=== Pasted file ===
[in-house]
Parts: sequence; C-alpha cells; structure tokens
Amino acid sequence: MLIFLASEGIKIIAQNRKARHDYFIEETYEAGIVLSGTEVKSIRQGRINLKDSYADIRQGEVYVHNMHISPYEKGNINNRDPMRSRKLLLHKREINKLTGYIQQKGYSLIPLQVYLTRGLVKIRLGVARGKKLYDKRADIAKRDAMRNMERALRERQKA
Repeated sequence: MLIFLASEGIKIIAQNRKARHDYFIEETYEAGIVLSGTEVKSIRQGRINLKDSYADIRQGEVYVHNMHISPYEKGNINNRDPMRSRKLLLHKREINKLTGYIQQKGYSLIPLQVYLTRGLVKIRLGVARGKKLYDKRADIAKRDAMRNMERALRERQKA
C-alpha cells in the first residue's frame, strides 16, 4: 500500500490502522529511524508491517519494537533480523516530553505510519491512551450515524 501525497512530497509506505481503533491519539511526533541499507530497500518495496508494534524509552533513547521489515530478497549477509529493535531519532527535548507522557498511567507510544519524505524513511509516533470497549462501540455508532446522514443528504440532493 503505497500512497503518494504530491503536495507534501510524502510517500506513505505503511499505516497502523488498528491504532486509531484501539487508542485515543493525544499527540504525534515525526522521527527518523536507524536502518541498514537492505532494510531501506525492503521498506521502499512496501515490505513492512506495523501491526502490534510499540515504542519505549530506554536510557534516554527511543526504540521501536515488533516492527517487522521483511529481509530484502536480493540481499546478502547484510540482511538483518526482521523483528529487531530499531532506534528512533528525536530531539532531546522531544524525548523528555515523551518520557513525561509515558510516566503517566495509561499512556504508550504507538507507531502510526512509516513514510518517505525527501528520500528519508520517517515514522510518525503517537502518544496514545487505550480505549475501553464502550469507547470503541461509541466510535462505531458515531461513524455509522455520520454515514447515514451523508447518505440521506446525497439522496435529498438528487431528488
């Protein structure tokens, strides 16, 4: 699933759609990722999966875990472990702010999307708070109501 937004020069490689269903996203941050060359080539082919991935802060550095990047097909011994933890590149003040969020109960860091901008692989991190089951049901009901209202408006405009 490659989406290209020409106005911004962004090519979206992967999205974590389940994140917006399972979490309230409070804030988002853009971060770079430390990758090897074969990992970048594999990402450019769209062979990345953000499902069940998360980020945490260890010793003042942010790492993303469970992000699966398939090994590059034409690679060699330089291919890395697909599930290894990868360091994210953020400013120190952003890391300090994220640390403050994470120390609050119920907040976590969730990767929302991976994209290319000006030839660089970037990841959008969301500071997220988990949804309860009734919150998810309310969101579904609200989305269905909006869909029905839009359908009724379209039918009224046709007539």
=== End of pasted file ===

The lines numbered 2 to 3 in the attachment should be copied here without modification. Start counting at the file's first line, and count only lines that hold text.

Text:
Parts: sequence; C-alpha cells; structure tokens
Amino acid sequence: MLIFLASEGIKIIAQNRKARHDYFIEETYEAGIVLSGTEVKSIRQGRINLKDSYADIRQGEVYVHNMHISPYEKGNINNRDPMRSRKLLLHKREINKLTGYIQQKGYSLIPLQVYLTRGLVKIRLGVARGKKLYDKRADIAKRDAMRNMERALRERQKA